Nassau lawmakers on Monday are expected to approve a nearly $100 million contract to harden the electrical system at the Bay Park Sewage Treatment plant, which was flooded with more than 9 feet of water during superstorm Sandy.
The $97.4 million contract, funded with state and federal dollars, was awarded to three Long Island electrical and civil engineering firms. It is the largest post-Sandy contract awarded to date by the county, officials said.
The firms, Bana Electric Corp. of Farmingdale, Peter Scalamandre & Sons Inc. of Freeport and R.J. Industries Inc. of Plainview were the lowest of four bidders, according to county contracting documents.
County engineers had estimated the project would cost $120 million, documents show.
The project will be funded with $20 million from the Federal Emergency Management Agency with the rest coming from the state's Community Development Block Grant program, said Mary Studdert, spokeswoman for the county's Department of Public Works.
The legislature's GOP-controlled Rules Committee is expected to approve the contract.
"Anyone who has toured the Bay Park plant and seen the existing electrical system understands the urgent need for immediate improvement," said Presiding Officer Norma Gonsalves (R-East Meadow). "And the availability of state and federal funding will make our vision of a hurricane-fortified plant a reality."
Minority Leader Kevan Abrahams (D-Freeport) said his caucus was still examining the 352-page contract but that Democrats would press county officials about the process for selecting the winning firms. The three companies did not report the use of any lobbyists on the contract, documents show.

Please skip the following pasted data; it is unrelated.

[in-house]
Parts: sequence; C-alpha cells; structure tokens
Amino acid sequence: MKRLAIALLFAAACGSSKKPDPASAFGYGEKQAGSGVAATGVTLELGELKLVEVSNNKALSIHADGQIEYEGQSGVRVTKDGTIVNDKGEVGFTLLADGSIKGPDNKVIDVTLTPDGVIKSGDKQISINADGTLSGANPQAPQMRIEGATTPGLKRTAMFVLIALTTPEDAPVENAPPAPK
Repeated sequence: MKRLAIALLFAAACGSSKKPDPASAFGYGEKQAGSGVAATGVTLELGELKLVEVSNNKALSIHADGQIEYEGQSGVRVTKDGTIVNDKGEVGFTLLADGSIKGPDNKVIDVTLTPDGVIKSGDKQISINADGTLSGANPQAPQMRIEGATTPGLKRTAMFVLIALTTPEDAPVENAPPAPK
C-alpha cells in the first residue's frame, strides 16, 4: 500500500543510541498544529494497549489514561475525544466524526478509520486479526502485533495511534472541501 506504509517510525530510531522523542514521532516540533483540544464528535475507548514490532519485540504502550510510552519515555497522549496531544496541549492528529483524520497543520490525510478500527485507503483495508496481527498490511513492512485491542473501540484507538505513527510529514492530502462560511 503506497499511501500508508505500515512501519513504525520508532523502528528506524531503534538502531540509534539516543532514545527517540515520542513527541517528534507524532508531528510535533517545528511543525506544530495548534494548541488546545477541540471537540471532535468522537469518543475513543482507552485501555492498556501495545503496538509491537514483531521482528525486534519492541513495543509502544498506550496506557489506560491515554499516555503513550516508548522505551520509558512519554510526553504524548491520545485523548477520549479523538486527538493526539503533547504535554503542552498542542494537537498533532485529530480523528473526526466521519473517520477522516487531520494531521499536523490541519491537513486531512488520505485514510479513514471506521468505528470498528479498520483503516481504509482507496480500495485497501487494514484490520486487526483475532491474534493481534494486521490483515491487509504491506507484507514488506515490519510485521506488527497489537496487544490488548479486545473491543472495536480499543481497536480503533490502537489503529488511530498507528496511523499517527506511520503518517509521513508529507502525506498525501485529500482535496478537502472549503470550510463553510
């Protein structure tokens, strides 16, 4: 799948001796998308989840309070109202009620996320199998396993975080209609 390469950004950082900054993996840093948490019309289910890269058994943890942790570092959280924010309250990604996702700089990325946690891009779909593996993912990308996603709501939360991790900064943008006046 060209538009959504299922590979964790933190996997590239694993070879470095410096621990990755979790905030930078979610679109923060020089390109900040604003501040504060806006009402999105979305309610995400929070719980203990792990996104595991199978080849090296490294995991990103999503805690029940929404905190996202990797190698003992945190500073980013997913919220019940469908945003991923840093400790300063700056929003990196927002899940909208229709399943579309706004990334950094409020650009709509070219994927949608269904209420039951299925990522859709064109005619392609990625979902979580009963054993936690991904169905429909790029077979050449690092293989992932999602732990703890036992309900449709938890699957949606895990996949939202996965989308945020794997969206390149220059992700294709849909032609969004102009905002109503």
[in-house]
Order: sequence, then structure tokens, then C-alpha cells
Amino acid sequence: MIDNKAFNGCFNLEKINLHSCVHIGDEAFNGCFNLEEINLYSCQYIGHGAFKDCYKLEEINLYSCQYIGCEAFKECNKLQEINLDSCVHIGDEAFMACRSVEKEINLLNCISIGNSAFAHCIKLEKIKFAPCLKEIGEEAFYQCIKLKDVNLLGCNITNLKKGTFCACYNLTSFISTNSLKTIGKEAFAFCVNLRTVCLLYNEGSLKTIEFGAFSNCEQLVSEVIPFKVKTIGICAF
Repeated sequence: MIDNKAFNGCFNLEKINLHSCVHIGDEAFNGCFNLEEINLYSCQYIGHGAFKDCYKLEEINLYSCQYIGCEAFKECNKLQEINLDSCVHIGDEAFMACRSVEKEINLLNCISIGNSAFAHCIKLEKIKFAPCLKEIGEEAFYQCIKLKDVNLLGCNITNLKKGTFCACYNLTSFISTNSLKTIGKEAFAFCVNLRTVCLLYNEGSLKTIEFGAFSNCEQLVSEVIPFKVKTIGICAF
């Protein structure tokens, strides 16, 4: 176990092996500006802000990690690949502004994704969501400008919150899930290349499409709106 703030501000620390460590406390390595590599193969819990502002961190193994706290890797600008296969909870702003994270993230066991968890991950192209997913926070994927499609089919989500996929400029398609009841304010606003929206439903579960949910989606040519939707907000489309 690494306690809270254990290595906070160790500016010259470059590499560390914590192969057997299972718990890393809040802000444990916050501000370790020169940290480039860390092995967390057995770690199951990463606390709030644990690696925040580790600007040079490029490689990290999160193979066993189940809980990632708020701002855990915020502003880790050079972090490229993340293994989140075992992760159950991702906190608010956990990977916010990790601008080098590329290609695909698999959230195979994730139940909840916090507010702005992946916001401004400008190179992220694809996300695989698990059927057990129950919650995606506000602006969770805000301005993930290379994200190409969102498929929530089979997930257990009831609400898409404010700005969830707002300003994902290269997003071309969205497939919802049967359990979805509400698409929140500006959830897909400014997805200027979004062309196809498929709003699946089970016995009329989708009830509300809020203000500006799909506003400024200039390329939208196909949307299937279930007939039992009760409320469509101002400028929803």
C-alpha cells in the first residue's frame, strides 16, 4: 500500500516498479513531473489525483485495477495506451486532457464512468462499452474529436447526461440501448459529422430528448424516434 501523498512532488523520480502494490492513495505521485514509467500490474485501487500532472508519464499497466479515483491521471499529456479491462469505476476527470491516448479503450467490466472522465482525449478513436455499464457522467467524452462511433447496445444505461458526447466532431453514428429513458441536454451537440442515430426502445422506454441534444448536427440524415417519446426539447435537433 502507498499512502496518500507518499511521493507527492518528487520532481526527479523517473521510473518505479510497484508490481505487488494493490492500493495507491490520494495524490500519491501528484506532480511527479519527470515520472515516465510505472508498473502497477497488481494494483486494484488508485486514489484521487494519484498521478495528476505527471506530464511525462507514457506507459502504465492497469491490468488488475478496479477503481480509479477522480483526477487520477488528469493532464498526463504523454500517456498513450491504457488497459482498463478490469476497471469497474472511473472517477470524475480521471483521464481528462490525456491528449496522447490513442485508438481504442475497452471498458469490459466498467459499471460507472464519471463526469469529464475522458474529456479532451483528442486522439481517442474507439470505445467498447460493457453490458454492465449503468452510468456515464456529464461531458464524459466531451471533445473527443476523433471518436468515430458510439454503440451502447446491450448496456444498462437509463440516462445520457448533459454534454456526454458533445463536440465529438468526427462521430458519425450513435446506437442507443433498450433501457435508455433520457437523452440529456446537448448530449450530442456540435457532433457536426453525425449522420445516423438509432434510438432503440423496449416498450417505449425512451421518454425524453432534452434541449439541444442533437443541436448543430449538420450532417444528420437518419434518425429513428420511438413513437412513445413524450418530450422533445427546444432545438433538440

The contract -- the third phase of work on the plant's electrical systems -- calls for the construction of a new hurricane-hardened elevated main substation with equipment that would nearly double the facility's power-distribution system.
The project, which would begin this summer and be complete by mid-2018, would include installation of diesel-powered generators and about five miles of new electrical duct banks for underground power lines.
Studdert said the project will "repair and replace all major systems" to protect the plant "from future storm events."
The three firms, collectively referred to as BSRJ, were previously hired by Nassau for $28.6 million to replace Bay Park electrical equipment damaged in the 2012 storm. That work is expected to be complete in September 2016, Studdert said.
The East Rockaway plant serves 532,000 people on Nassau's South Shore and was submerged with 9 1/2 feet of water during the storm and knocked out of service for 57 days.
Nassau is spending $830 million in federal and state dollars to repair the plant and fortify the facility with an 18-foot concrete wall and earthen berm.
The county also obtained a $100,000 state grant to explore construction of a microgrid at the plant to provide power to East Rockaway's Village Hall, library and post office, two Long Island Rail Road stations, a pair of schools, a fire station and a public works building during weather events and other emergencies.